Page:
The Stylistics were one of the best-known Philadelphia soul groups of the 1970s. They formed in 1968, and were composed of lead Russell Thompkins, Jr., Herbie Murrell, Airrion Love, James Smith, and James Dunn. All of their US hits were ballads, graced by the soaring falsetto of Russell Thompkins, Jr. and the lush yet graceful productions of Thom Bell, which helped make the Stylistics one of the most successful soul groups of the first half of the 1970s." During the early 1970s, the band had twelve straight U.S. R&B top ten hits, including "Stop, Look, Listen (To Your Heart)", "You Are Everything", "Betcha by Golly, Wow", "I'm Stone in Love with You", "Break Up to Make Up", and "You Make Me Feel Brand New".
Died in the Wool — variations on David Sylvian's 2009 release Manafon with the addition of 6 new pieces, including collaborations with acclaimed composer Dai Fujikura, producers Jan Bang and Erik Honoré and a stellar roster of contemporary musicians and improvisers. Released as a Double CD digipak in a hardboard slipcase. Disc Two featuring audio from the installation When We Return You Won't Recognise Us.
Official Release #103. Performed/Arranged/Conducted by Frank Zappa. Road Tapes, Venue #3 features two complete shows from Tyrone Guthrie Theater in Minneapolis, MN. The July '70 Mothers line-up featured Flo & Eddie, George Duke, Ian Underwood, Aynsley Dunbar & Jeff Simmons. FZ's vast Vault does not contain many full shows from this time period, so that alone makes this release a special one. The tapes were recorded to stereo reel-to-reel, but not without problems. Due to their historical relevance, we felt it was worth it, warts 'n all! Venue #3 does not disappoint.
When Stan Getz visited Paris to witness the French Open tennis matches, he would hang out at the Blue Note nightclub to hear how the locals did it, being told their jazz scene was not up to snuff. In London, he would pick up the European band he heard in Paris for an engagement at Ronnie Scott's. Because of his stature, Getz was able to grab the very best musicians the continent could provide, in this case the brilliant Belgian guitarist René Thomas, organist Eddy Louiss from Martinique, and French classical and jazz drummer Bernard Lubat.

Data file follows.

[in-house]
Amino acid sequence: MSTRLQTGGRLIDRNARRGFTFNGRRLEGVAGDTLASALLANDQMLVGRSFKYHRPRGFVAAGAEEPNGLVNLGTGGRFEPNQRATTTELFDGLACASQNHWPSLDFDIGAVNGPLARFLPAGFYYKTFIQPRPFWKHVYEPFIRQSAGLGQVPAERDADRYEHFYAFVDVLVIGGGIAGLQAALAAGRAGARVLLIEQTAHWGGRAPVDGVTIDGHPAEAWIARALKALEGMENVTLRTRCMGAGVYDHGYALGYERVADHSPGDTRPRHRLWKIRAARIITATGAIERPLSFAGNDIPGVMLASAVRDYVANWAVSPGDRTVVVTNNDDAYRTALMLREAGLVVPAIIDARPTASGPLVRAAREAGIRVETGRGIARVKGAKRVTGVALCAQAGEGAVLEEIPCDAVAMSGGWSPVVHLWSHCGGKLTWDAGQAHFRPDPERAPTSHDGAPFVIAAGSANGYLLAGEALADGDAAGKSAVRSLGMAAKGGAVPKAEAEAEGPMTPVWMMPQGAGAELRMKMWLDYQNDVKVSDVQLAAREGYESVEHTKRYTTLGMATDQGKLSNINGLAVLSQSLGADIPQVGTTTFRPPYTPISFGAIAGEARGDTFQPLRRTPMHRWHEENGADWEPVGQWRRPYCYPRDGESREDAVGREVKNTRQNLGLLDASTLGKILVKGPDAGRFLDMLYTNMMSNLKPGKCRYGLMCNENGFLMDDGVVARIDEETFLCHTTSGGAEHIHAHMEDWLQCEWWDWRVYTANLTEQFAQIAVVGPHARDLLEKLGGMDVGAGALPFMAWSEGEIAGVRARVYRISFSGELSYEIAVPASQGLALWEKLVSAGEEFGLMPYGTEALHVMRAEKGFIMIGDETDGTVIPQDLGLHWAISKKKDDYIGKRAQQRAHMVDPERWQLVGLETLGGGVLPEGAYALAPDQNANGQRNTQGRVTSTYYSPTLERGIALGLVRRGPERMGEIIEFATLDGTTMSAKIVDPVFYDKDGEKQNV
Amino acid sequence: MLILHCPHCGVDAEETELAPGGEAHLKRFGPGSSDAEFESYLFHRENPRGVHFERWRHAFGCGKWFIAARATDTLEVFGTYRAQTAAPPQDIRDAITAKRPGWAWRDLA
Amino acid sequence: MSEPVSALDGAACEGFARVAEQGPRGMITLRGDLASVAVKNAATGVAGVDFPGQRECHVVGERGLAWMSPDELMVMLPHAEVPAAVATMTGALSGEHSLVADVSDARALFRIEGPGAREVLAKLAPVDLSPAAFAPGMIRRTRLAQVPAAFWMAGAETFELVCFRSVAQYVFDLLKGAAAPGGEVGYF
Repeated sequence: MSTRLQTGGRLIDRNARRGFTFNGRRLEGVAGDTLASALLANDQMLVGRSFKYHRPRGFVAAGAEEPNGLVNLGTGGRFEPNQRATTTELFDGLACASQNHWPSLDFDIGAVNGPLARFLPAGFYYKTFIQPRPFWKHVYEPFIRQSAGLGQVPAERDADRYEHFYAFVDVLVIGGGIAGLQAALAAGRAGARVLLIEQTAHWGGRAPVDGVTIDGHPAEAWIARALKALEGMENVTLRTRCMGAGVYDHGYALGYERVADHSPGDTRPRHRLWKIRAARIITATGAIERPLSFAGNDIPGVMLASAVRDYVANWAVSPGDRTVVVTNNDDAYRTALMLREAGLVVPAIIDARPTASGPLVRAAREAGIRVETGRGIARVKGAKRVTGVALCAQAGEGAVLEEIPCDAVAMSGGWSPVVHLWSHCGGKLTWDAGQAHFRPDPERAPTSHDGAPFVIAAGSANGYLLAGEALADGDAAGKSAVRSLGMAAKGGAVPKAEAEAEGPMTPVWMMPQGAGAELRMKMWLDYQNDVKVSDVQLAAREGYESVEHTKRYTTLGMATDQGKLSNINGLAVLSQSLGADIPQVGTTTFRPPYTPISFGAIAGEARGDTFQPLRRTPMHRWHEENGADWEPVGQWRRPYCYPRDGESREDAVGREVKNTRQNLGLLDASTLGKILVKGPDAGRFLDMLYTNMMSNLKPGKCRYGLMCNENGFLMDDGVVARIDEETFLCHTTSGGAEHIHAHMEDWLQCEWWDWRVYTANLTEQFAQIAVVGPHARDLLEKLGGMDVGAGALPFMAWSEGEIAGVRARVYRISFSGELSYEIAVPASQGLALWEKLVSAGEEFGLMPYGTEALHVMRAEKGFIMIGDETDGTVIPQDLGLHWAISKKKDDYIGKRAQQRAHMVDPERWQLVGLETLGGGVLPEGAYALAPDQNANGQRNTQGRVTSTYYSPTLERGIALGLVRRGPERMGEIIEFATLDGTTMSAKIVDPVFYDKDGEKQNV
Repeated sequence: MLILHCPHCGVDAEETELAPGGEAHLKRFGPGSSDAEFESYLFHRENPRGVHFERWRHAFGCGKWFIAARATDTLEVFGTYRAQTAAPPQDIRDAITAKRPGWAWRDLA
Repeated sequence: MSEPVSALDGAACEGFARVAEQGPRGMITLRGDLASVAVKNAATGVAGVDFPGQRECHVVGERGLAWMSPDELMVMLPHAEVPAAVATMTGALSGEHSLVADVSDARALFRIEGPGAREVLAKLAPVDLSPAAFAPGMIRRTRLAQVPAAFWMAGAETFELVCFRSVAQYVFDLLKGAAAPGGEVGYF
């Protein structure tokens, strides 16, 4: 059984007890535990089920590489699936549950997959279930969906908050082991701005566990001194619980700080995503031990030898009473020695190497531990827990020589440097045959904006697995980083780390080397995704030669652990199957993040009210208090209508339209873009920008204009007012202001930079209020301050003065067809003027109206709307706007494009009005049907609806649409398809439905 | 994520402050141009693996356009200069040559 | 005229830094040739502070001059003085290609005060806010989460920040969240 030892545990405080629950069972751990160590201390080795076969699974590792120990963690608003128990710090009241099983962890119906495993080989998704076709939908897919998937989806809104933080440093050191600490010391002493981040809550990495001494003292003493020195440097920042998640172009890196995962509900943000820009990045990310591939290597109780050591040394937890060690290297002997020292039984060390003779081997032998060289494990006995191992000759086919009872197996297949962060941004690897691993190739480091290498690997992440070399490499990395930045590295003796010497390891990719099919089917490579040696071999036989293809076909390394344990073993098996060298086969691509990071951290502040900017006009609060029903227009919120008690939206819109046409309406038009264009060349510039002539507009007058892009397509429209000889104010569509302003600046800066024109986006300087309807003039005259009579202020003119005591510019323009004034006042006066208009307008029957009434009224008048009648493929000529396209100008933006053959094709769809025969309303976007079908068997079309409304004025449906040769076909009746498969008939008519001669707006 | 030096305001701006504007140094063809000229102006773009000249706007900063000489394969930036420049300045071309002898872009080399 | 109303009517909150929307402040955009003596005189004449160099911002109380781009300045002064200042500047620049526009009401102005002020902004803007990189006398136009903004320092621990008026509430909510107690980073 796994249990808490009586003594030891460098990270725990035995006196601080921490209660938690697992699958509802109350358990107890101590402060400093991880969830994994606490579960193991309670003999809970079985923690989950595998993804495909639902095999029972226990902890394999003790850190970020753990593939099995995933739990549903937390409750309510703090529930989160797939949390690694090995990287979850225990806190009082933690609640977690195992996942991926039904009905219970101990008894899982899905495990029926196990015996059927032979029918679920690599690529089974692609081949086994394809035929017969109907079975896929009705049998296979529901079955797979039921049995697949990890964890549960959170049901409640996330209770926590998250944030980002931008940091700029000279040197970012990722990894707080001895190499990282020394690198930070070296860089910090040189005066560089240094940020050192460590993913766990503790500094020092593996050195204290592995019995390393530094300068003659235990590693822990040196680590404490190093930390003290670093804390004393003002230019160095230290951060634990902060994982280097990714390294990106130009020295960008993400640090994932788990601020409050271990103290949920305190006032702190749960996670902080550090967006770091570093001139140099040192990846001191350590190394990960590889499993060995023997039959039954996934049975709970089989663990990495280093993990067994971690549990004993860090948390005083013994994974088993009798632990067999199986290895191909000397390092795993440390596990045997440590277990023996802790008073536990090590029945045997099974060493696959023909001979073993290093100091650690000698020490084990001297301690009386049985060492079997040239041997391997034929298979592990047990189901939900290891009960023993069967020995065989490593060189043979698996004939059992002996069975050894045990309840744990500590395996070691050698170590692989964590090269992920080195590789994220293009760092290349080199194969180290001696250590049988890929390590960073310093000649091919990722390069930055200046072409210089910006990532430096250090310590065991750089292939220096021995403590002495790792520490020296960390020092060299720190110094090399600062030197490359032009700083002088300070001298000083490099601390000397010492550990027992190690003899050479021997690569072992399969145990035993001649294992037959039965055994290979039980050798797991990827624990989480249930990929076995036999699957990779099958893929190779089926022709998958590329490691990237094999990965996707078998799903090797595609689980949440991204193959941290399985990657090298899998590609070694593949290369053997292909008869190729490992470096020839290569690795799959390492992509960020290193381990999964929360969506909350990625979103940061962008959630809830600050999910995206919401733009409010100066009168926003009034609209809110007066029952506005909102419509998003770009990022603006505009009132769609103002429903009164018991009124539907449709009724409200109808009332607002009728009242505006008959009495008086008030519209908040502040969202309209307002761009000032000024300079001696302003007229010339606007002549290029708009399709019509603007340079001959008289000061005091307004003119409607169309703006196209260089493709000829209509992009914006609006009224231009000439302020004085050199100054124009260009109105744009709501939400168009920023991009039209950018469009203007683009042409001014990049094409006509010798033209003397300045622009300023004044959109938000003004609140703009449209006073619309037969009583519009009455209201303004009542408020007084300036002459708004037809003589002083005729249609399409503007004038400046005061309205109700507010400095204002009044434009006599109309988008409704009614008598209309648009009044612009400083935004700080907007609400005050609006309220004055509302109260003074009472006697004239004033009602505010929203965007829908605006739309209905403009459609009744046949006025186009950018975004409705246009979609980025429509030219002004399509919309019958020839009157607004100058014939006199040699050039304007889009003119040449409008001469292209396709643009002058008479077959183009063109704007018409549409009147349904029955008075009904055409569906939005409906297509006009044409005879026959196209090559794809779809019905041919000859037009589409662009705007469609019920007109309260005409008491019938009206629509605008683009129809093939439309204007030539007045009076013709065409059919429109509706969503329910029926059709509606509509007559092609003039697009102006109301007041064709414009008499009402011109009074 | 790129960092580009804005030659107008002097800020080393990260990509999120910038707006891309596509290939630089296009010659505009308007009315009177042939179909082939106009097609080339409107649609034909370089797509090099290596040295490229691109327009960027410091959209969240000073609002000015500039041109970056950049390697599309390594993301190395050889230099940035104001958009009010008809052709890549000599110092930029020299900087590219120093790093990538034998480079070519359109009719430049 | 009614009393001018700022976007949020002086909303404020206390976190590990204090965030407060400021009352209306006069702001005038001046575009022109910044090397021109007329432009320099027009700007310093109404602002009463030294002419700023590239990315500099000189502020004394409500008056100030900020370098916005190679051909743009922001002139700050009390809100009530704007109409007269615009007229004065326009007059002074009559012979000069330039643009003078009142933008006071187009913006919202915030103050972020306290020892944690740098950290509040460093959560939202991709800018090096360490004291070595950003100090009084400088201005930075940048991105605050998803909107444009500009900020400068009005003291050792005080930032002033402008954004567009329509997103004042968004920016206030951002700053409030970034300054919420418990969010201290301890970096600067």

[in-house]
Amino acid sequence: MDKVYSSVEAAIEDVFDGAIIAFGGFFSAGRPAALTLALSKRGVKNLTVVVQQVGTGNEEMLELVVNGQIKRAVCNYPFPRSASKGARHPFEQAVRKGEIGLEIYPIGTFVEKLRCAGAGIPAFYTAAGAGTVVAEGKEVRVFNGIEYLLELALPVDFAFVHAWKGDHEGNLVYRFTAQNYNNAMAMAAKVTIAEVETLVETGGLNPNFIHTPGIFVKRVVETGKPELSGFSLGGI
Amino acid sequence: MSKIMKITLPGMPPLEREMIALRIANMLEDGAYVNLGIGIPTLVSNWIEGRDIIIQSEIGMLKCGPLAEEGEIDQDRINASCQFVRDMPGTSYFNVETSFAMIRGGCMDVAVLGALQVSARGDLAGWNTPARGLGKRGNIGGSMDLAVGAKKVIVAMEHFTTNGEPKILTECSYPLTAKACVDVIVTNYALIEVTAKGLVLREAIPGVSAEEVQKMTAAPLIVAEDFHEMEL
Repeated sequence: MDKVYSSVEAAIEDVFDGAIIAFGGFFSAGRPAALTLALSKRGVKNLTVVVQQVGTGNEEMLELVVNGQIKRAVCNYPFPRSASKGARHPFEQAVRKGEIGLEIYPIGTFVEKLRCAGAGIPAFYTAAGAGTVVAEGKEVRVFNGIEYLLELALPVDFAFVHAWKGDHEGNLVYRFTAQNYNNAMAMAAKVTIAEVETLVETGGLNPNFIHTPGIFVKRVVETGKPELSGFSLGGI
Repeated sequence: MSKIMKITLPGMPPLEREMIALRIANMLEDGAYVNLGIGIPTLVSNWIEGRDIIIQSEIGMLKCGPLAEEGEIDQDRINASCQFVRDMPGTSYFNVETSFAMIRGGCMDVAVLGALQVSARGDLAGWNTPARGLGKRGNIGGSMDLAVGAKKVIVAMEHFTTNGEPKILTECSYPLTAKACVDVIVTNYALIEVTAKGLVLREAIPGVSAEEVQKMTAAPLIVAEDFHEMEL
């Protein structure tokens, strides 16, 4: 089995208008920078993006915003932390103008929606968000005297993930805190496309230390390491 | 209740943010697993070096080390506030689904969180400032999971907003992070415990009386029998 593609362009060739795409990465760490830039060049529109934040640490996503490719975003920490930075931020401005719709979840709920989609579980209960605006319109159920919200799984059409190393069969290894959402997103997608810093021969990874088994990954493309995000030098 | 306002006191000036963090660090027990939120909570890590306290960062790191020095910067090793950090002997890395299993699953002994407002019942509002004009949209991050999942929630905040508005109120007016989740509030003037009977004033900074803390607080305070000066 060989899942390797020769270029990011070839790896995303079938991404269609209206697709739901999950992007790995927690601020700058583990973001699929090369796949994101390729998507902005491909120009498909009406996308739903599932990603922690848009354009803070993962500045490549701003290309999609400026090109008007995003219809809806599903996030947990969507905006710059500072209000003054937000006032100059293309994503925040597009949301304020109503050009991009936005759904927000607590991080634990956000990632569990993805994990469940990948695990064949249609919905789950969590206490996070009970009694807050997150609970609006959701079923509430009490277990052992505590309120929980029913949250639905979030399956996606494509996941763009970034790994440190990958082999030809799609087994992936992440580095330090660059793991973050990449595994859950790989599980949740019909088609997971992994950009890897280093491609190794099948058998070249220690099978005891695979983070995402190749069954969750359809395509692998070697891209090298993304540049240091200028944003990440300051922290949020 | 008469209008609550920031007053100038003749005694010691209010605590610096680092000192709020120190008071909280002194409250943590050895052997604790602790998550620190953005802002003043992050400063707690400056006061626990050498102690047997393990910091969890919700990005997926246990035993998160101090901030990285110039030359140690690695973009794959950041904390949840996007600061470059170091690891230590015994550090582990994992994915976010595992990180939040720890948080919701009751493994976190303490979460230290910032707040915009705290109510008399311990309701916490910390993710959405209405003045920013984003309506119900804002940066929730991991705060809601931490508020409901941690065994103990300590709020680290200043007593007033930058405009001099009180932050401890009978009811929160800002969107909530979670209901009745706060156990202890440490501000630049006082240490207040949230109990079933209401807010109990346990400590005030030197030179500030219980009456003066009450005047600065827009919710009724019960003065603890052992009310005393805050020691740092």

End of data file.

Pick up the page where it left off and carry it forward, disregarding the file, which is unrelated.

Michael Gira claims that Swans' The Seer took 30 years to make: "it's the culmination of every previous Swans album as well as any other music I've ever made, been involved in or imagined." This is not hyperbole. Two years after My Father Will Lead Me Up to a Rope to the Sky, The Seer is the most sprawling, ambitious, thoughtfully conceived and tightly performed recording in the band's catalog – also not hyperbole – over two discs, two hours, and 11 tracks. And it is not an endurance test, but an argument for compulsive listening. It's an exquisitely wrought journey through post-rock, electronic soundscapes, haunting acoustic songs, punishing noise, and (lots of) percussion.
This Sony UK 2013 two-fer pairs two latter-day albums from Buddy Guy: the 2005 album Bring 'Em In and its 2008 sequel, Skin Deep. The Steve Jordan-produced Bring 'Em In and the Tom Hambridge-produced Skin Deep are both cut from the same cloth and feature a bunch of cameos – Keith Richards, John Mayer, and Tracy Chapman on the former; Derek Trucks & Susan Tedeschi, Eric Clapton, and Robert Randolph on the latter – and if neither are standouts in his discography, they're both enjoyable and this is a nice, easy way to get them both simultaneously.
After debuting with 1973's excellent but neglected Show Your Hand (later reissued as Put It Where You Want It), the Average White Band switched from MCA to Atlantic and hit big with this self-titled gem. Upon first hearing gutsy, Tower of Power-influenced funk like "Person to Person" and the instrumental "Pick Up the Pieces" (a number one R&B hit), many soul fans were shocked to learn that not only were the bandmembers white – they were whites from Scotland. Like Teena Marie five years later, AWB embraced soul and funk with so much conviction that it was clear this was anything but an "average" white band. This album is full of treasures that weren't big hits but should have been – including the addictive "You Got It," the ominous "There's Always Someone Waiting," and a gutsy remake of the Isley Brothers' "Work to Do." [When Rhino reissued AWB on CD in 1995, an edited live version of "Pick Up the Pieces" recorded at the 1977 Montreux Jazz Festival was added. (The full-length version had been included on Rhino's 1994 reissue of Warmer Communications.)[/quote]
If you love the Blues, these sets provide some of the greatest songs all in one collection. You need these in your collection. It's very hard to characterize "Memphis blues," even though all blues started at Memphis. This is more delta blues, but still a good collection. Some of what we call "Chicago blues" is more of "toned up" Memphis blues. Not so much of that here, and it should've been included. Old school Blues with a large selection of music and great artist,enjoyed it.